Surface Science: Foundations of Catalysis and Nanoscience

Chapter 3. Chemisorption, Physisorption & Dynamics: Supplemental Material

    What is now called the Fritz-Haber-Institute of the Max-Planck-Society was founded in 1911 as the Kaiser-Wilhelm Institute for Physical Chemistry and Electrochemistry. Fritz Haber, who was awarded the 1918 Nobel Prize in Chemistry, was its first director. In 1986 Gerhard Ertl succeeded Heinz Gerischer as director of the Department of Physical Chemistry and was appointed Scientific Fellow at the institute. His research interests focus on structure and chemical reactions at solid surfaces, for which he was awarded the 2007 Nobel Prize in Chemistry. In 2008 Ertl was succeeded by Martin Wolf. A joint Computer Center (Gemeinsames Rechenzentrum, GRZ) for the Fritz-Haber Institute and the Max-Planck Institute for Molecular Genetics was opened in 1986. In July 1988 Matthias Scheffler was appointed Scientific Fellow of the institute and director of the Theory Department. The department specializes in surface theory as well as solid state research, quantum chemistry, and computational physics. In 1995 Robert Schloegl was appointed Scientific Fellow of the institute and the Department of Inorganic Chemistry was established. This department concentrates on heterogeneous reactions on inorganic surfaces. Oxidation reactions of carbons and metals are studied as well as a range of heterogeneous catalytic processes involving partial oxidation and dehydrogenation steps. The goal of this experimental research is to bridge the gap between surface physics and surface chemistry. In 1995, Hans-Joachim Freund became director of the Department of Chemical Physics , its objectives being studies of adsorption and reaction on solids, in particular, on oxide surfaces. In 2002 Gerard Meijer was appointed as a new director at the institute, and he installed the new Department of Molecular Physics. Respective renovations and rebuilding started in autumn 2002, and the new department is expected to be operational in autumn 2003.

Max von Laue, winner of the 1914 Nobel Prize in Physics, was elected director of the Fritz-Haber-Institut in 1951.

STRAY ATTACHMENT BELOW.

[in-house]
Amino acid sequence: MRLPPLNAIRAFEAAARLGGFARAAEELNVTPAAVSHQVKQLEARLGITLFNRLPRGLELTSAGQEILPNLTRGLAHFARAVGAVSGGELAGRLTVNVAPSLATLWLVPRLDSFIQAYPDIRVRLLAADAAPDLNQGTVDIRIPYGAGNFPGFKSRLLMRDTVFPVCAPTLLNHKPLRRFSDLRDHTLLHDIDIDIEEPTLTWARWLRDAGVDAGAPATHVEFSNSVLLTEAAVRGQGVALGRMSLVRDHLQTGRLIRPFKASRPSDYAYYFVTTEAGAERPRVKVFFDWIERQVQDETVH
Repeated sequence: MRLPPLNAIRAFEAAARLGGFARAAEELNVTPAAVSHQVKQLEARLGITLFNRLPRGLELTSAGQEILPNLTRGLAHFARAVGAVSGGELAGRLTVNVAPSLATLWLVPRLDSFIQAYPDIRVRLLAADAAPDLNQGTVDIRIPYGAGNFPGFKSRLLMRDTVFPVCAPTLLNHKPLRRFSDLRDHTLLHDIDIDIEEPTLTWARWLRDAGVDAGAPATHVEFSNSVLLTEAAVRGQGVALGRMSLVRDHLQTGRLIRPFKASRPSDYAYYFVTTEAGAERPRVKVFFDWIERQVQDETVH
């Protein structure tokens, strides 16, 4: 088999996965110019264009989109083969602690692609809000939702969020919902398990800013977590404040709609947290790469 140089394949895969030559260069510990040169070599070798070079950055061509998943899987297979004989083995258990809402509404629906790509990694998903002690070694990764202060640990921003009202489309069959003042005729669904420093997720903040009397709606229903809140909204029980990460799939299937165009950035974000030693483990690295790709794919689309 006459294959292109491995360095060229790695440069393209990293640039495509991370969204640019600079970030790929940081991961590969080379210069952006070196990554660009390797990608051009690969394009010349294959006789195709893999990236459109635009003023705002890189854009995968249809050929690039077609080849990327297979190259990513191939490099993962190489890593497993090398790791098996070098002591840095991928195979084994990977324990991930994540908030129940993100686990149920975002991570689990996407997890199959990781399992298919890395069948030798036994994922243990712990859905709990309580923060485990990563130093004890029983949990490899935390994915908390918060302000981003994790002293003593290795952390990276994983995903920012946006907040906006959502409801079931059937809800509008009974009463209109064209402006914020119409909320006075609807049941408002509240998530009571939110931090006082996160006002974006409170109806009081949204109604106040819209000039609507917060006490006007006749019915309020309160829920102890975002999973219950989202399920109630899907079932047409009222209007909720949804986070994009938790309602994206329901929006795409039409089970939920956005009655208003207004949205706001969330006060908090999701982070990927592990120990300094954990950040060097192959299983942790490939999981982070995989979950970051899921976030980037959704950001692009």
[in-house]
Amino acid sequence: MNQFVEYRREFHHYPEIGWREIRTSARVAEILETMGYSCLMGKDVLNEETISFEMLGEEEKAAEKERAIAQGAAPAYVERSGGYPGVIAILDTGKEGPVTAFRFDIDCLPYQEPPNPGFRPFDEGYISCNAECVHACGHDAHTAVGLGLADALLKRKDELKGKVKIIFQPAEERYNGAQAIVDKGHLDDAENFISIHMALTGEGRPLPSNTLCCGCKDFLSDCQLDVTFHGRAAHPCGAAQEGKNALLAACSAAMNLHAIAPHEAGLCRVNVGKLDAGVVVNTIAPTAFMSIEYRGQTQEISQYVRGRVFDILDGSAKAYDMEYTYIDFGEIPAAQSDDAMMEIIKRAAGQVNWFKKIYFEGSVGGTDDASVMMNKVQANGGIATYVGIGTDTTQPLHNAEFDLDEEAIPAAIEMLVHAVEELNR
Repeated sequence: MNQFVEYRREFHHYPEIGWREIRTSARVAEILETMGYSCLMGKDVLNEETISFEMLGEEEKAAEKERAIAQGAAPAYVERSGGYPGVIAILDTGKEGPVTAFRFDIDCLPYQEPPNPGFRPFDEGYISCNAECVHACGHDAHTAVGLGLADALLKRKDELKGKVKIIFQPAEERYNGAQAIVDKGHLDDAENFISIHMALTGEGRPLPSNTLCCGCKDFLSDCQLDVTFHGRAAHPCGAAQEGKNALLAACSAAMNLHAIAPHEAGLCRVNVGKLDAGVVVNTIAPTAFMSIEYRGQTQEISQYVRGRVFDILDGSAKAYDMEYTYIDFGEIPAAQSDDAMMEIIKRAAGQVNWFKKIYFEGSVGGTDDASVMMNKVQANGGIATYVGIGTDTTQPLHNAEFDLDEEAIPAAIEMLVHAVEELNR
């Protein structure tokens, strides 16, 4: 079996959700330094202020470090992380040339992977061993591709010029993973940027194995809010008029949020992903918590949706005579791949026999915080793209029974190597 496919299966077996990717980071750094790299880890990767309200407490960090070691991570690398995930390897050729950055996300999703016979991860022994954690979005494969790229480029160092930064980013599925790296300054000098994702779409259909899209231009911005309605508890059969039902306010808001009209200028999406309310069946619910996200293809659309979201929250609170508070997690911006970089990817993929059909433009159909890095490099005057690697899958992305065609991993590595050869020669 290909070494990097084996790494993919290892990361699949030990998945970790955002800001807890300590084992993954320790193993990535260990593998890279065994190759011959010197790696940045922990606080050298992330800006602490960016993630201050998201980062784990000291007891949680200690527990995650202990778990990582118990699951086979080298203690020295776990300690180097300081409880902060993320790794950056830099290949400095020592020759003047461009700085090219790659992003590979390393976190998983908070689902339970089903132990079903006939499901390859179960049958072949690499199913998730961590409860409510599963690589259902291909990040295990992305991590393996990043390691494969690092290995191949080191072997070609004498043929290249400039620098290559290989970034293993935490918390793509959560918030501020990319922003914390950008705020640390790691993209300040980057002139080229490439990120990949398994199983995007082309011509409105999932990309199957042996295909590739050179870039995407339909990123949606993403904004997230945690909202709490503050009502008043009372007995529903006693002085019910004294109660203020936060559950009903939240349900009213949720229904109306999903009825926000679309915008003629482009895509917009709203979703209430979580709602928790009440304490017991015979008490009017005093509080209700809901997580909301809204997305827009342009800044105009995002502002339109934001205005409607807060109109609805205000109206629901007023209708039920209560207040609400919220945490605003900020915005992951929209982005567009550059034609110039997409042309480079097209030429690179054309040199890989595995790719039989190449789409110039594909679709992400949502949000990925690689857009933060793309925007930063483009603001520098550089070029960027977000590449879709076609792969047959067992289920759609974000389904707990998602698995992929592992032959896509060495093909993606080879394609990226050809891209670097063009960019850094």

Otto Stern won the 1943 Nobel Prize in Physics for his contribution to the development of the molecular ray method and his discovery of the magnetic moment of the proton. Now we call them molecular beams and his use of H and He beams demonstrated that wavelike behavior is not limited to subatomic particles and photons.

Here is more information on some of my interestes in adsorption and desorption dynamics.

The European Network Dynamics of Gas-Surface Interactions, can be found here.

The University of Liverpool Surface Science Center is a hotbed of activity in surface dynamics.

Questions and Exercises

  1. Why are diffusion barriers smaller for physisorbates than chemisorbates?
  2. Discuss how the occupation of an orbital can be different in the adsorbed phase compared to occupation of that orbital in the gas phase.
  3. By looking at the profile of an orbital in energy space, how can you tell whether it is associated with strong or weak chemisorption?
  4. Superspecular scattering of a molecular beam from a flat surface is indicative of what?
  5. How can activated and nonactivated adsorption be distinguished experimentally?
  6. What distinguishes direct adsorption from precursor mediated adsorption?
  7. What is meant by 'steering' during adsorption?
  8. If the sticking coefficient increases with increasing kinetic energy, how should the translational temperature relate to the surface temperature in a thermal desorption experiment?
  9. Why does the appearance of islands on Pt(111) that has been exposed to Xe at low Ts imply that the Xe/Pt interaction potential is flat?
  10. Why is Langmuir-Hinshelwood kinetics the most likely to be observed in heterogeneous catalytic reactions?

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